there is at least one provision of the Geneva Conventions that applies here even if the relevant conflict is not between signatories. Common Article 3, which appears in all four Conventions, provides that, in a “conflict not of an international character occurring in the territory of one of the High Contracting Parties [i.e., signatories], each Party to the conflict shall be bound to apply, as a minimum,”certain provisions protecting “[p]ersons . . . placed hors de combat by. . . detention,” including a prohibition on “the passing of sentences . . . without previous judgment . . . by a regularly constituted court affording all the judicial guarantees . . . recognized as indispensable by civilized peoples.” The D. C. Circuit ruled Common Article 3 inapplicable to Hamdan because the conflict with al Qaeda is international in scope and thus not a “conflict not of an international character.” That reasoning is erroneous. That the quoted phrase bears its literal meaning and is used here in contradistinction to a conflict between nations is demonstrated by Common Article 2, which limits its own application to any armed conflict between signatories and provides that signatories must abide by all terms of the Conventions even if another party to the conflict is a nonsignatory, so long as the nonsignatory “accepts and applies” those terms. Common Article 3, by contrast, affords some minimal protection, falling short of full protection under the Conventions, to individuals associated with neither a signatory nor even a nonsignatory who are involved in a conflict “in the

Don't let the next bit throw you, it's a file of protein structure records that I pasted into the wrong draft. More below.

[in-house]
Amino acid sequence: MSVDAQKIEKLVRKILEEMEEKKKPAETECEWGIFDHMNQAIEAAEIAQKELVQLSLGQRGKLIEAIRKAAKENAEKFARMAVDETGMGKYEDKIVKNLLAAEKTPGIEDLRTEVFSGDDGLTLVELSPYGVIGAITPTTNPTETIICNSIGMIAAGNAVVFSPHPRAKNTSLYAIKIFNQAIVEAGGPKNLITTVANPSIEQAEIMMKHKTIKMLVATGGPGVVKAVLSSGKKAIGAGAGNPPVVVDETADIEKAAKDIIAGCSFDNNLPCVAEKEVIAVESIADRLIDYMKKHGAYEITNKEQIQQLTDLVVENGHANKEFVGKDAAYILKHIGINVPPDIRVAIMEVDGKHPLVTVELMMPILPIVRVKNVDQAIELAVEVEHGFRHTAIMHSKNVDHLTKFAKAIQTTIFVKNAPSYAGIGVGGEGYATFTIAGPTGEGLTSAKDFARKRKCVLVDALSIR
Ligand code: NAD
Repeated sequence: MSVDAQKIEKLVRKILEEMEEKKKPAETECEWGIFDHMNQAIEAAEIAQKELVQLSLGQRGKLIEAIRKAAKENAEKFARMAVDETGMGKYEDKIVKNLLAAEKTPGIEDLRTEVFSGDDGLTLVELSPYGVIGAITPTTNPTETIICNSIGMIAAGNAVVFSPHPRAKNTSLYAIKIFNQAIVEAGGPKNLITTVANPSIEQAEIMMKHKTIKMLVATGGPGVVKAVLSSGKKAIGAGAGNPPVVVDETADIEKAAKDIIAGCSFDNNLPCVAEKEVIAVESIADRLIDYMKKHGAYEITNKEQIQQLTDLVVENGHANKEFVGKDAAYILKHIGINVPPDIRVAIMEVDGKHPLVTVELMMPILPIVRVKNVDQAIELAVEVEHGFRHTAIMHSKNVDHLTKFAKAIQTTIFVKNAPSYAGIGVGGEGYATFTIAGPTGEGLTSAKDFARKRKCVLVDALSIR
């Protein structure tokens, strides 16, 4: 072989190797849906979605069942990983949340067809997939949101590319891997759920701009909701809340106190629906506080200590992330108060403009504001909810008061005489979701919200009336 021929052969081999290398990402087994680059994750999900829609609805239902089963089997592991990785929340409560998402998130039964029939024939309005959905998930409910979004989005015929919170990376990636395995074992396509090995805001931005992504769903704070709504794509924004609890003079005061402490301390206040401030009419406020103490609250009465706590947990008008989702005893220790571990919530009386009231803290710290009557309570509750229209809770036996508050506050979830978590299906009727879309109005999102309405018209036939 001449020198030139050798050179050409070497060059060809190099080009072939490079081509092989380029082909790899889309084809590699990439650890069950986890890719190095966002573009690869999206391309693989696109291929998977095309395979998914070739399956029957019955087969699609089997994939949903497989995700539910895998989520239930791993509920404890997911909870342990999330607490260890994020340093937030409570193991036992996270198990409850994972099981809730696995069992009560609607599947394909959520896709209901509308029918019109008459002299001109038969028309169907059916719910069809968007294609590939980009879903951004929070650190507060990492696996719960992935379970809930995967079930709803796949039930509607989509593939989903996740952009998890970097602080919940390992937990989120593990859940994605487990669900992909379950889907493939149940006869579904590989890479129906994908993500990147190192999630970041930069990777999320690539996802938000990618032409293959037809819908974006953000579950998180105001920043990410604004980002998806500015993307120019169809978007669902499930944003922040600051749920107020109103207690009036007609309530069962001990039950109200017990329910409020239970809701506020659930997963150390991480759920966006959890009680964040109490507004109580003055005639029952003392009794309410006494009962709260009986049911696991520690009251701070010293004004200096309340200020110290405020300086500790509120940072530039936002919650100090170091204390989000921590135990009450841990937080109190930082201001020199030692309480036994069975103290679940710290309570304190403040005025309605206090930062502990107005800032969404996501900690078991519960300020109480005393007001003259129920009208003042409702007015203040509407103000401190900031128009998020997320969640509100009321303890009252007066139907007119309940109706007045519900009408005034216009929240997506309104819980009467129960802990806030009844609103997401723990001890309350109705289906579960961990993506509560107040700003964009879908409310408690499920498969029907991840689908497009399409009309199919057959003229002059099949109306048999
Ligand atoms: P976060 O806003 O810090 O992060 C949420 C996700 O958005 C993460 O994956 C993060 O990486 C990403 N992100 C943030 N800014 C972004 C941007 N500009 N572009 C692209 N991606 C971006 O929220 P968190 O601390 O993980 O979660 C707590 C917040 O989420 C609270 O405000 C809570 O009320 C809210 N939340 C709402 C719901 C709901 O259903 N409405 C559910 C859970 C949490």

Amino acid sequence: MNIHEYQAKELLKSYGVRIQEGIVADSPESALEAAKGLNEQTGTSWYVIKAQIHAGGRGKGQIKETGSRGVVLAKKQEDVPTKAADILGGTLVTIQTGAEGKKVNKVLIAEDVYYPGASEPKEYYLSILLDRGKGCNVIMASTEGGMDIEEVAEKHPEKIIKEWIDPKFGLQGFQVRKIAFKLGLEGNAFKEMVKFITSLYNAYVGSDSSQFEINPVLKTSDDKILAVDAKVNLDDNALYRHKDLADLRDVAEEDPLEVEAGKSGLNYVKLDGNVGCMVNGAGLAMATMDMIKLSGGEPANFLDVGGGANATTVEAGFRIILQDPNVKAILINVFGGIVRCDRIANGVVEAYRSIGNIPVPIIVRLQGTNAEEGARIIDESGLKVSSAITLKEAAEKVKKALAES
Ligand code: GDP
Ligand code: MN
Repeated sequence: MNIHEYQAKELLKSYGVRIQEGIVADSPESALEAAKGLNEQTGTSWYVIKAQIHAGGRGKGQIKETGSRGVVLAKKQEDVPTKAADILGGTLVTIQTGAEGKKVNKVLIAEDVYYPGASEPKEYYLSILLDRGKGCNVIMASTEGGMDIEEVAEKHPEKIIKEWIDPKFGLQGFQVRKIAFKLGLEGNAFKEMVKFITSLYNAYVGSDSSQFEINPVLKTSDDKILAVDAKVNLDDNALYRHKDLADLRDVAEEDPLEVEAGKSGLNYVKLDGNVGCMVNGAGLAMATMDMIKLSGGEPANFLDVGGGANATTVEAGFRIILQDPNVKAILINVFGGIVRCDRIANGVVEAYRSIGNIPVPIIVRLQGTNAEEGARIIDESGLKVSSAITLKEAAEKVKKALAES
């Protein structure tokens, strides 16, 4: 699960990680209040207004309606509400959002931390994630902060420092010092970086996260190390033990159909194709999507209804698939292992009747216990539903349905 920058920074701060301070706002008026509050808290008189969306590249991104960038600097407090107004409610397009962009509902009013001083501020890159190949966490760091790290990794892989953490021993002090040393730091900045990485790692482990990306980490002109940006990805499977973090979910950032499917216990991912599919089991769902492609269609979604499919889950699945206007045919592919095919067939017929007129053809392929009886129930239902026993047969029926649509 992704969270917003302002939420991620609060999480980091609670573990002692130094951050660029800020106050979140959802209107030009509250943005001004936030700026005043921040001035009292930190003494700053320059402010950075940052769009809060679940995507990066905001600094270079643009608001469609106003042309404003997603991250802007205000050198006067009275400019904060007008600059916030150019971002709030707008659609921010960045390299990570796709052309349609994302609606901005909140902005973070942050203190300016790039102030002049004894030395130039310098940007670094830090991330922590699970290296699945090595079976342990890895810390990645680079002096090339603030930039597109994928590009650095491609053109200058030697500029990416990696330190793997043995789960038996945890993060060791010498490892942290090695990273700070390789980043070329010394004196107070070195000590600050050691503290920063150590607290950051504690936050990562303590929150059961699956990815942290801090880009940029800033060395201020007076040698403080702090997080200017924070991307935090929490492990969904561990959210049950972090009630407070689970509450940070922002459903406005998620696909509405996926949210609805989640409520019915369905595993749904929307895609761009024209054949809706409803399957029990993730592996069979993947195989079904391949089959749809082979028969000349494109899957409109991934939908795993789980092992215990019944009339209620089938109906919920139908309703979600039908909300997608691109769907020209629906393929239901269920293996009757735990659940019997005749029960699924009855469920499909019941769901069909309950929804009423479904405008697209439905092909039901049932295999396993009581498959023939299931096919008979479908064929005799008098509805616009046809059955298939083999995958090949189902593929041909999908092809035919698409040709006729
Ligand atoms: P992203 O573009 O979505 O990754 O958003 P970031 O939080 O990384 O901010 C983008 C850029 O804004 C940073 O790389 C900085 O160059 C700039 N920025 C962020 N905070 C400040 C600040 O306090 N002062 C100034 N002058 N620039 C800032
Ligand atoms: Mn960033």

7 Cite as: 548 U. S. ____ (2006) Syllabus
territory of” a signatory. The latter kind of conflict does not involve a clash between nations (whether signatories or not). Pp. 65–68. \
The case certainly was in no way a slam dunk. It was a very close case that could have gone either way, as reflected in the division of the court and the various differing opinions.
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08-Jul-2006, 04:41 PM #186
Thanks GP!
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08-Jul-2006, 04:53 PM #187
Quote:
Originally Posted by bassetman
Thanks GP!
You are welcome. I don't get many replies of this kind. Feels kinda nice. I do have the feeling that the mad dogs are just napping and will soon wake up.
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08-Jul-2006, 04:56 PM #188
It can be vicious in here sometimes

Hang in there!
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08-Jul-2006, 05:44 PM #189
Quote:
Originally Posted by Littlefield
In my post I was specifically refering to Gitmo prisoners not all muslims.I guess this still ofended some .Noted
They are all Muslims. Does it make a difference ?
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08-Jul-2006, 06:30 PM #190
Quote:
Originally Posted by grandpaw7
I have no doubt there could be egregious actions by him which could involve the Supreme Court much quicker than the usual wait.
Maybe he could get a blow job off an intern... that should get them moving.
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08-Jul-2006, 07:09 PM #191
You can say blow job on this forum .I guess I should have said sheet heads then.I am joking in case you thought I was serious.

Last edited by Littlefield; 08-Jul-2006 at 11:31 PM..
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10-Jul-2006, 02:09 PM #192
Quote:
Originally Posted by grandpaw7
Lan has posted the following;
Quote: